Trump also fired a State Department watchdog on Friday who was investigating Secretary Mike Pompeo. He previously fired the intelligence community inspector general, who alerted Congress to the whistleblower complaint which led to Trump's impeachment, the Health and Human Services watchdog, who reported alarming equipment shortages in the coronavirus response effort, and the watchdog tapped to oversee the distribution of coronavirus bailout funds in recent weeks.
"The assault on the integrity and independence of Inspectors General appears to be an intentional campaign to undermine their ability to expose corruption and protect taxpayer dollars from waste, fraud and abuse," the three Democrats said in the letter.
Democrats sent a separate letter to Elliott expressing concern that he would continue to lead the Pipeline and Hazardous Material Safety Administration (PHMSA) while serving as the acting inspector general.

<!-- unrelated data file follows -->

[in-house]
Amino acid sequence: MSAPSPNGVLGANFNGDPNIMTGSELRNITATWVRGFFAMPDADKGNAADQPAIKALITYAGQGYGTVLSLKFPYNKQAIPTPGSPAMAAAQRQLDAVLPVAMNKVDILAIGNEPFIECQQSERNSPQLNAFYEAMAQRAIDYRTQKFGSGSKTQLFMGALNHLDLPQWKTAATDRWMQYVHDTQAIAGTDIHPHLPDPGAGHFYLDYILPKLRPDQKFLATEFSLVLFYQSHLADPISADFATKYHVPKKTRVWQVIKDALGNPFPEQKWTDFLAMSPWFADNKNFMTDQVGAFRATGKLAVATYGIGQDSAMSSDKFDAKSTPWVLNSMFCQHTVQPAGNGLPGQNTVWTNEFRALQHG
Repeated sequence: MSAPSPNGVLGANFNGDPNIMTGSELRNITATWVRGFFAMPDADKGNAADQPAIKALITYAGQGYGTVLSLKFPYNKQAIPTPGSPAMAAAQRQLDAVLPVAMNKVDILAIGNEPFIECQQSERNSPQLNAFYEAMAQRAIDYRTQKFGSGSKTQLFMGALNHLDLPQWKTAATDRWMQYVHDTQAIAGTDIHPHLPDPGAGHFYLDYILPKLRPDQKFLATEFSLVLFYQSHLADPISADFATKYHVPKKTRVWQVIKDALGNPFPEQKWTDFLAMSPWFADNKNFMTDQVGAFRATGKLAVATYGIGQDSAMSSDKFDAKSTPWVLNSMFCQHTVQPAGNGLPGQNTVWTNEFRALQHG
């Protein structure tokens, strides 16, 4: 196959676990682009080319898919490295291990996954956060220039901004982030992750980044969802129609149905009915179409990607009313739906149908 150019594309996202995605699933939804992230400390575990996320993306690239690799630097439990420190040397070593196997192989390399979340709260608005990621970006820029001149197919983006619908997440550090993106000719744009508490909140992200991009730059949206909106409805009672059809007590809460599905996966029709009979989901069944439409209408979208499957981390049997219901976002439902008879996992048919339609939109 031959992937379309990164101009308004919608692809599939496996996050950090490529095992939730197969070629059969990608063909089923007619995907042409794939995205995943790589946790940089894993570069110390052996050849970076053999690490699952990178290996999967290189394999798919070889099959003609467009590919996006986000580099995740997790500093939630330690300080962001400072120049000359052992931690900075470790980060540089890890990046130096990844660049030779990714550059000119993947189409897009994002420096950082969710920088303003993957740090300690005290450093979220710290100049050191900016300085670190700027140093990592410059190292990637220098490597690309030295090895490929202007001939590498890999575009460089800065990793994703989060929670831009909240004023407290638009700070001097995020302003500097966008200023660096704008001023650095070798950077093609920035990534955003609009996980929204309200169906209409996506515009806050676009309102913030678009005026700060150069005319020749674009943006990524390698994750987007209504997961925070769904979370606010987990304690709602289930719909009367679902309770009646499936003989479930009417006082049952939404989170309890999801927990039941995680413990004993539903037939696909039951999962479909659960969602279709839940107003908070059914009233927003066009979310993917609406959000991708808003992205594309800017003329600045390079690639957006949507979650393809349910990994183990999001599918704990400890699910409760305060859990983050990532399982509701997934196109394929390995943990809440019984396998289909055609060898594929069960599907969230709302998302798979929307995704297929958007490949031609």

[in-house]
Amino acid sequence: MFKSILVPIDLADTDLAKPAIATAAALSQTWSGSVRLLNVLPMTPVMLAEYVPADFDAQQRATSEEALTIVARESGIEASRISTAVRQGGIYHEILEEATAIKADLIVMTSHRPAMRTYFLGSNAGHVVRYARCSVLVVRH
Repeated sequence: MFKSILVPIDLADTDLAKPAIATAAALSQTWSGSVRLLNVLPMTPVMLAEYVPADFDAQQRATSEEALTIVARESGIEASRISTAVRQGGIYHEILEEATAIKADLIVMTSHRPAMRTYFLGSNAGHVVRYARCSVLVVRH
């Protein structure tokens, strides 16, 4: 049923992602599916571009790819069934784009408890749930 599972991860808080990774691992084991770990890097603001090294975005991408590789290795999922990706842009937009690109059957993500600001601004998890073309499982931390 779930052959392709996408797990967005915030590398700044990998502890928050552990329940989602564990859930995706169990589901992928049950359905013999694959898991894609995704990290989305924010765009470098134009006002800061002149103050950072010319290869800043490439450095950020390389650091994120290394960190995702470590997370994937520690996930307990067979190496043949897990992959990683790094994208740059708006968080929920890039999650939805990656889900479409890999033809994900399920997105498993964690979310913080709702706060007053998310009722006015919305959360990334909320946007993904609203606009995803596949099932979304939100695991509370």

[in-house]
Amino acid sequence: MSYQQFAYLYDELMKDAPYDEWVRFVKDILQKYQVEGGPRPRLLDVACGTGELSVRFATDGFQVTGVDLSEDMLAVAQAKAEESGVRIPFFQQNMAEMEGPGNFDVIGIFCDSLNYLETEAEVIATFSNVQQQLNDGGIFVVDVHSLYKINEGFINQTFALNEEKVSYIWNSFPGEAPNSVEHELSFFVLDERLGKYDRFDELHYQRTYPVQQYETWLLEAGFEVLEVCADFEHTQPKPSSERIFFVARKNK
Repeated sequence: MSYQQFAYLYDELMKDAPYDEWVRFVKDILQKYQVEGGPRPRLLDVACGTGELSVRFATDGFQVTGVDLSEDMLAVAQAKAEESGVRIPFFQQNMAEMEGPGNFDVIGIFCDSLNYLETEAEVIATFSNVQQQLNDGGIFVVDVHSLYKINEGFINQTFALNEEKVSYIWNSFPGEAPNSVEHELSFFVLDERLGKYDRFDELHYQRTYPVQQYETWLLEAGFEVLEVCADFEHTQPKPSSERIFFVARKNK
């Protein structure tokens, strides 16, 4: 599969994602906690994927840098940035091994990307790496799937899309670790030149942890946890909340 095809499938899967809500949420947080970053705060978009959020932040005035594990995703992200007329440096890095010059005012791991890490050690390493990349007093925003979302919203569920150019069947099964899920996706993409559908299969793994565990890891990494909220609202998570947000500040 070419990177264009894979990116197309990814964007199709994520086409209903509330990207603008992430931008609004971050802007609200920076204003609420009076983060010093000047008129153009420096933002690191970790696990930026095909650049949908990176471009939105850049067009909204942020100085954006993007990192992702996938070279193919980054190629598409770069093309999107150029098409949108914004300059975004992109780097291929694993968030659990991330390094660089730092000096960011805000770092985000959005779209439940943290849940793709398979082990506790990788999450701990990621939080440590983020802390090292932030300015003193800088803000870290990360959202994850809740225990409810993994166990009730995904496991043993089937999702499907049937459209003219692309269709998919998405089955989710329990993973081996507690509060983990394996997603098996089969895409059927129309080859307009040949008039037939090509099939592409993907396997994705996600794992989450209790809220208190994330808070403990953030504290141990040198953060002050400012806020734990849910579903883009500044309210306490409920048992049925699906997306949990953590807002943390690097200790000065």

"Under this troubling arrangement, you will report to Secretary Chao as PHMA Administrator while simultaneously serving in a role that is required by law to be independent," the three Democrats said. ". . . Your dual appointment could severely chill whistleblower disclosures . . . because whistleblowers might fear that their identities could become known to an official still serving in the Department. It also may chill communication within the Office of Inspector General if auditors or investigators are concerned that you will share information with Secretary Chao before it is appropriate."
Democrats called on Elliott to either resign as acting inspector general or to resign as the pipeline safety administrator and recuse himself from matters involving the agency or Chao.
"Mr. Elliott will bring decades of valuable expertise to the role of Acting Inspector General, both in safety and in law enforcement. The letter claiming he doesn't have this experience is poorly researched," a DOT spokesperson told Axios. "We would expect Mr. Elliott to recuse from OIG audits or investigations of PHMSA matters falling under Mr. Elliott's responsibility."